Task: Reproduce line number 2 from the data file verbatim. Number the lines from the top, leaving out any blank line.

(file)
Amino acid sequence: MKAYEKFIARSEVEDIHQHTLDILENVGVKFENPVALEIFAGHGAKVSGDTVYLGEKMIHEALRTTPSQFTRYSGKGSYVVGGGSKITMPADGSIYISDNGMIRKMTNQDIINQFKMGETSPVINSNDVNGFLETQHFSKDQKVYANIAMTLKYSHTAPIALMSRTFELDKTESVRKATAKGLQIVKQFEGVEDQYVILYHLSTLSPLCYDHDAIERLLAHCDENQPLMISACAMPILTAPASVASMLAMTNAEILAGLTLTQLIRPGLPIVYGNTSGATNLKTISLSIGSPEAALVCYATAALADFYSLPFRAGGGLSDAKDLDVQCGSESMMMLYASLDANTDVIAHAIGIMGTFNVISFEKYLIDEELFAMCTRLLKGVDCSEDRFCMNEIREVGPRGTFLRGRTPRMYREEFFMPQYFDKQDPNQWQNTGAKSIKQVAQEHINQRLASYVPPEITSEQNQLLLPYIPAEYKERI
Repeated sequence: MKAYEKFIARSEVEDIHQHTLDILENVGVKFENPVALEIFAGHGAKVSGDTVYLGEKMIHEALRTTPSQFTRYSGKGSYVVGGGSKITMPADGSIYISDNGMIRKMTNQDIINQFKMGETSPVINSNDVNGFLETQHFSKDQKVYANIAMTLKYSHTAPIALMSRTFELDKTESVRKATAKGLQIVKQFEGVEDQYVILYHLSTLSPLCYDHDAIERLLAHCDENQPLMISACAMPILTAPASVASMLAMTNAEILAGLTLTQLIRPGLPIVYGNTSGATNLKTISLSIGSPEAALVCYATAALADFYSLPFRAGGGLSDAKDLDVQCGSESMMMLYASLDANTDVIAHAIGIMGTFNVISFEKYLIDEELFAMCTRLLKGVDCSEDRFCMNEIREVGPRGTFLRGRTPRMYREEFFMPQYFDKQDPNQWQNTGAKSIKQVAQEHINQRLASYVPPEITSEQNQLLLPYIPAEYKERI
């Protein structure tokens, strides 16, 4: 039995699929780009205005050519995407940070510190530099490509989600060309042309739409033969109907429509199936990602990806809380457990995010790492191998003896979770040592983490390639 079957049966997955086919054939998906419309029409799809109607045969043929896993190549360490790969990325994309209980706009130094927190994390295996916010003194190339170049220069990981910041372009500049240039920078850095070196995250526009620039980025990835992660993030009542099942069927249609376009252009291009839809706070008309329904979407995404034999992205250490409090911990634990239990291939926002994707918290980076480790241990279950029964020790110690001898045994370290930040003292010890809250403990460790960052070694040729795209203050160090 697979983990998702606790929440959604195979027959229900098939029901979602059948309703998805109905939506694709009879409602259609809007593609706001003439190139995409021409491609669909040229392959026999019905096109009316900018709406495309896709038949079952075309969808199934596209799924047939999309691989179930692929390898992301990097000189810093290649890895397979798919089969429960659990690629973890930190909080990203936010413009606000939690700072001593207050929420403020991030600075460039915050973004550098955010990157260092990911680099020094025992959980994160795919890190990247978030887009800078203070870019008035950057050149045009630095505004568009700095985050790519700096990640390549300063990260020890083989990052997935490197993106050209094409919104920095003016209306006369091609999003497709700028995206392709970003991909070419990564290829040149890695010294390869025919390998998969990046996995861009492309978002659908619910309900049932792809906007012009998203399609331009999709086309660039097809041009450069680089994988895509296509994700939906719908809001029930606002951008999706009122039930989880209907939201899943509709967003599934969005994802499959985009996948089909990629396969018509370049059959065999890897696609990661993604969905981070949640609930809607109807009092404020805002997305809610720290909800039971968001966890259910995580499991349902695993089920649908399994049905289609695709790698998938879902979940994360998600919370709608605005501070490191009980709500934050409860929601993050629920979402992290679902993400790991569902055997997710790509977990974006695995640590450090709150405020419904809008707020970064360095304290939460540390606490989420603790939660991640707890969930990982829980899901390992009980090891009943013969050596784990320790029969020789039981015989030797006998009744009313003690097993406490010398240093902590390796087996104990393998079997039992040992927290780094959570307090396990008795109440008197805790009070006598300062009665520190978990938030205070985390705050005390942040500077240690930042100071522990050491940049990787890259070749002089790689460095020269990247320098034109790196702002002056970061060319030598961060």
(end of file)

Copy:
Repeated sequence: MKAYEKFIARSEVEDIHQHTLDILENVGVKFENPVALEIFAGHGAKVSGDTVYLGEKMIHEALRTTPSQFTRYSGKGSYVVGGGSKITMPADGSIYISDNGMIRKMTNQDIINQFKMGETSPVINSNDVNGFLETQHFSKDQKVYANIAMTLKYSHTAPIALMSRTFELDKTESVRKATAKGLQIVKQFEGVEDQYVILYHLSTLSPLCYDHDAIERLLAHCDENQPLMISACAMPILTAPASVASMLAMTNAEILAGLTLTQLIRPGLPIVYGNTSGATNLKTISLSIGSPEAALVCYATAALADFYSLPFRAGGGLSDAKDLDVQCGSESMMMLYASLDANTDVIAHAIGIMGTFNVISFEKYLIDEELFAMCTRLLKGVDCSEDRFCMNEIREVGPRGTFLRGRTPRMYREEFFMPQYFDKQDPNQWQNTGAKSIKQVAQEHINQRLASYVPPEITSEQNQLLLPYIPAEYKERI